North Dakota Scandal Raises Concerns About Health Co-op Route
Saturday, October 10, 2009
BISMARCK, N.D. -- For the North Dakota insurance sales reps, March may have been the ideal time to enjoy the swim-up bar at a resort on Grand Cayman Island. But back on the northern Plains, where temperatures were below zero, policyholders at Blue Cross Blue Shield of North Dakota were less delighted when they learned about the trip for 66 staff members and guests.
Word of the $238,000 Caribbean retreat broke last winter, compounded by news of other perks: $15 million in executive bonuses over five years, $400,000 for charter flights and $35,000 for a vice president's retirement party. And when the ensuing uproar cost Michael Unhjem his job as chief executive, his landing was softened by a $2.5 million severance payment. The golden parachute had been added to his contract after his 2006 drunken-driving arrest, a state audit pointed out.
In an era in which stories of corporate excess have become common, the drama of North Dakota's dominant insurer resonated deeply here, largely because the state's nonprofit Blue Cross Blue Shield is essentially a cooperative, owned by policyholders. It is an arrangement close to the model promoted by powerful lawmakers as an alternative to the "public option" that would put the federal government in the insurance business. The legislation that the Senate Finance Committee will probably approve Tuesday calls for the creation of health insurance cooperatives in all 50 states and the District.
A liberal group here argues that the North Dakota scandal illustrates the danger of assuming that the cooperative model would assure virtuous behavior, especially in an industry awash in money.
"Call it cooperative, call it mutual, call it private insurance," said Don Morrison, executive director of NDpeople.org. "If what we want is to have quality health care at a price people can afford, it's not coming from the culture of private insurance. If this is a model, let's get real."
As an existing company, the Blues would not be allowed into the ranks of new co-ops envisioned by Sen. Kent Conrad, the North Dakota Democrat who is also the Finance Committee's most zealous promoter of the model. Conrad, who grew up in Bismarck, declined to comment on the controversy surrounding the Blues. But he cites the success of the electrical, farm and even commercial cooperatives that rose out of the same tradition of prairie populism that produced the original Blue Cross seven decades ago.
"The co-op plan aims to achieve the same benefits for consumers as a public option without government control of health insurance," Conrad said in a statement this month. "It does so by creating private, consumer-driven, nonprofit health plans. Because these plans will be owned by their members, they will focus on getting the best value for consumers, rather than maximizing revenues or profits."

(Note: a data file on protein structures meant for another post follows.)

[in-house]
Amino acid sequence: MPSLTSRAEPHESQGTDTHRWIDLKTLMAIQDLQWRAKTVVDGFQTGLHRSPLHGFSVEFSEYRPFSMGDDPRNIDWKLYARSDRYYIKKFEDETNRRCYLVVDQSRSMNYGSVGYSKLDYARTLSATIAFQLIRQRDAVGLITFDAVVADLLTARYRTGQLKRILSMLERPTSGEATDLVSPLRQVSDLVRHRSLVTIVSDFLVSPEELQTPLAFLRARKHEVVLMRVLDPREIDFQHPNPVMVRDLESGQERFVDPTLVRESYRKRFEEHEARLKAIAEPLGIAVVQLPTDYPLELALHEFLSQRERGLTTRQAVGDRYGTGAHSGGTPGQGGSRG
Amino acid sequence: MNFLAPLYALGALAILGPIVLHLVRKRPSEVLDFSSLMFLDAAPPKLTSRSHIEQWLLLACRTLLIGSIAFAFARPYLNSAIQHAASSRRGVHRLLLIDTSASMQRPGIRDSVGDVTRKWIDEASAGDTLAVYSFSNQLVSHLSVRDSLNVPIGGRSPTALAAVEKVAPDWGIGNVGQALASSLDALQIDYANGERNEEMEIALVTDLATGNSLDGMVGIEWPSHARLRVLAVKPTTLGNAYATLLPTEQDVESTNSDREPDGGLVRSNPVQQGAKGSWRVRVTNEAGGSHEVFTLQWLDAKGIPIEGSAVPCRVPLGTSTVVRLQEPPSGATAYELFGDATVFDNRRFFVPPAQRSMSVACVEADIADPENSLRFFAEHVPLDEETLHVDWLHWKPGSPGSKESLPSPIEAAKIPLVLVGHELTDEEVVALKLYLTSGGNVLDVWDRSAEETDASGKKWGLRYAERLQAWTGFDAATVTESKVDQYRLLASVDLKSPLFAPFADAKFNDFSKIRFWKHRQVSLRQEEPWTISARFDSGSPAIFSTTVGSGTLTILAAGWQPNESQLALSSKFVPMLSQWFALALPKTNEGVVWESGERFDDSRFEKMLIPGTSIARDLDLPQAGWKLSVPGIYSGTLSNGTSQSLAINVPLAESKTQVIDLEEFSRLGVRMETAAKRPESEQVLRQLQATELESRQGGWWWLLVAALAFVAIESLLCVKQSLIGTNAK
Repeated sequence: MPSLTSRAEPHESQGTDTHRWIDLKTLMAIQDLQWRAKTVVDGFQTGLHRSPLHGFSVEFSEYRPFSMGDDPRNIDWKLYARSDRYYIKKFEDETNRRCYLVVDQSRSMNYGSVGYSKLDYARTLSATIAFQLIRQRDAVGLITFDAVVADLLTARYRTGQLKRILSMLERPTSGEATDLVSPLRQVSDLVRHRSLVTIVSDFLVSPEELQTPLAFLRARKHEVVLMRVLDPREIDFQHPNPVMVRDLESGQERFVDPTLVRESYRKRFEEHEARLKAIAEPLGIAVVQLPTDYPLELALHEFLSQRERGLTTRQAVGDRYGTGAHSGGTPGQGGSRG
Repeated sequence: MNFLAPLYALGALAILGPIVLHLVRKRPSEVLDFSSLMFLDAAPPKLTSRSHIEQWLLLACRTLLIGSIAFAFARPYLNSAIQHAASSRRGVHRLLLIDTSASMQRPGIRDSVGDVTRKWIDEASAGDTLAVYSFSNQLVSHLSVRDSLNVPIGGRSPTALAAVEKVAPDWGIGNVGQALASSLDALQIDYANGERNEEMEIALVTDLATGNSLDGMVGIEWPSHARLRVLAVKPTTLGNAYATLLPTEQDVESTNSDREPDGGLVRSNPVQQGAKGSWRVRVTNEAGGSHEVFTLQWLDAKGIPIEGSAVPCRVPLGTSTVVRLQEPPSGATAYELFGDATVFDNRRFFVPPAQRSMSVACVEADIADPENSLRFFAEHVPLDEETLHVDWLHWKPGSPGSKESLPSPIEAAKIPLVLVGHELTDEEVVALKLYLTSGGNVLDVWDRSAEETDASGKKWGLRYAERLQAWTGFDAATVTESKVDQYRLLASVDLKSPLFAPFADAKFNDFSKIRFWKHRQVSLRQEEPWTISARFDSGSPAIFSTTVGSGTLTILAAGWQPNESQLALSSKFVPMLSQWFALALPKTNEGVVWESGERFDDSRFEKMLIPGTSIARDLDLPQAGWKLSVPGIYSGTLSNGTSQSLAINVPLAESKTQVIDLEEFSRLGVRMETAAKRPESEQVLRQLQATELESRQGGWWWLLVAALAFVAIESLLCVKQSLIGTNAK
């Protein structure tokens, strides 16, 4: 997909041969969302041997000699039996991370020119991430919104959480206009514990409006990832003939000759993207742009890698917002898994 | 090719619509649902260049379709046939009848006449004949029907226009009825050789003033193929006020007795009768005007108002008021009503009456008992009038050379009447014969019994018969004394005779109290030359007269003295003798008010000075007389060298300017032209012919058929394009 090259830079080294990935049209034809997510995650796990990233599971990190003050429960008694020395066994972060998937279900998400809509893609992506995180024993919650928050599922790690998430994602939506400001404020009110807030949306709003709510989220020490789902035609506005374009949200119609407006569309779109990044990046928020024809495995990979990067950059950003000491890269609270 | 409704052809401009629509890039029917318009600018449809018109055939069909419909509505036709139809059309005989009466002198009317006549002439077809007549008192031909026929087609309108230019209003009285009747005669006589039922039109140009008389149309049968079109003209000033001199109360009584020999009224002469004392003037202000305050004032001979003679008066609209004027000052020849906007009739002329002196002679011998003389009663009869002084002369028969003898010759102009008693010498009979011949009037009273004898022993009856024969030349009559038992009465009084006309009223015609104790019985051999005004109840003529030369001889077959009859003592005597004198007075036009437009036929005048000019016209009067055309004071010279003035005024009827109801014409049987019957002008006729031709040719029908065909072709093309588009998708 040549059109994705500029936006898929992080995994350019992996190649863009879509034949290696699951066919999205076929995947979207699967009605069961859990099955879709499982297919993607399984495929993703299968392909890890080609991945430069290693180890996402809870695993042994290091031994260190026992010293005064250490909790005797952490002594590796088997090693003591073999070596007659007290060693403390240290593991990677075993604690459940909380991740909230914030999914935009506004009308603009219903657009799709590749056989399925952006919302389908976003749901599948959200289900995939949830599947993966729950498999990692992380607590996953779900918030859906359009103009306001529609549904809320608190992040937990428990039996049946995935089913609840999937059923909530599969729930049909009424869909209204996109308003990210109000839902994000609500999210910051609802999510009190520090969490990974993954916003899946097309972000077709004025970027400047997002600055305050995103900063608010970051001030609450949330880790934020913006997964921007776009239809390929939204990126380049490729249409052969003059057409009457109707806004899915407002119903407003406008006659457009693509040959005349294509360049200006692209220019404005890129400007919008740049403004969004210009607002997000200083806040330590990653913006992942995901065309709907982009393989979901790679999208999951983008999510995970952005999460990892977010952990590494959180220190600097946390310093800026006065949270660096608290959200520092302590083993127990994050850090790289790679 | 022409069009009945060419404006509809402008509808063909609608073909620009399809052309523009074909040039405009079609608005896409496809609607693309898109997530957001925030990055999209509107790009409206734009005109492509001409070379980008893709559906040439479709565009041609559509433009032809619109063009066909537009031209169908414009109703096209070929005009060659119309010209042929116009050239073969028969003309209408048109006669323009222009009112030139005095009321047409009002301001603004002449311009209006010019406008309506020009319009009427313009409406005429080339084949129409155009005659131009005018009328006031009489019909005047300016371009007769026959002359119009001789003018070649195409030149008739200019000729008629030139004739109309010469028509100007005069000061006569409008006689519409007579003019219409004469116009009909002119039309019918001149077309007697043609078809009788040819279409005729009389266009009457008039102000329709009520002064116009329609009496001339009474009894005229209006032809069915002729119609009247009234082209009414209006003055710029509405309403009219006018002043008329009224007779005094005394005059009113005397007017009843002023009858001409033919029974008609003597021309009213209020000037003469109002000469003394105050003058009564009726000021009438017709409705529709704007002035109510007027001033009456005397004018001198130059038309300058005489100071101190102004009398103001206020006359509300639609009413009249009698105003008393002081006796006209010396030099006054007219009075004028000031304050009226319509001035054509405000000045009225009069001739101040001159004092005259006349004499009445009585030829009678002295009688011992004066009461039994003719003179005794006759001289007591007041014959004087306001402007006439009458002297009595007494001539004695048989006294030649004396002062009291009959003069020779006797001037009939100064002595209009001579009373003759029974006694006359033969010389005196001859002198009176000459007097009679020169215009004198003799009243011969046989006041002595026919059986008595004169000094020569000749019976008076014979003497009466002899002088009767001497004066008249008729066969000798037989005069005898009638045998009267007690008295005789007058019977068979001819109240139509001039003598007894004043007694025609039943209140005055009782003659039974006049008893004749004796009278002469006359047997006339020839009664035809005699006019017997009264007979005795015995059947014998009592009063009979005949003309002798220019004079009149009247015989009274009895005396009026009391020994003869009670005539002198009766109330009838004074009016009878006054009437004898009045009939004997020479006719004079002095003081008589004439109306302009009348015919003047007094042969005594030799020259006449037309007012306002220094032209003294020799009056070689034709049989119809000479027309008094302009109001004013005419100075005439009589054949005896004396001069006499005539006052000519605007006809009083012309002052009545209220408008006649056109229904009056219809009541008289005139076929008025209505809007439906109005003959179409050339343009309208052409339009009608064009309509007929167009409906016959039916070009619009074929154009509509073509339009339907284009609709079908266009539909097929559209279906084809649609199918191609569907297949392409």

Not much is known about health- care cooperatives on a large scale because there are only a few in the country. Timothy S. Jost, who studies health-care policy at Washington and Lee University, said they tend to provide good service to members but have not made "any tremendous difference in terms of cost or price."
For the Blues, which have common roots in the cooperative model, controversies over executive compensation have not been limited to North Dakota. Maryland's insurance commissioner halved an $18 million severance payout last year for the chief executive of CareFirst Blue Cross Blue Shield, calling it "simply too much money to pay the departing CEO of a nonprofit company."
In Massachusetts, where residents are required to carry health insurance, the attorney general last month launched an inquiry into executive and board compensation at health-care nonprofits after the chairman of the state's Blue Cross Blue Shield retired with a $16 million lump sum.
"Our office is concerned about the generally high cost of health care. This is a part of that," said David Friedman, first assistant attorney general in the office headed by Martha Coakley, a Democrat running for the Senate seat of the late Edward M. Kennedy.
In North Dakota, which has a $1 billion state budget surplus, residents wear their parsimony proudly. And all of the spending excesses, said state Insurance Commissioner Adam Hamm, came roughly at the time the company was seeking premium increases of 15 to 20 percent.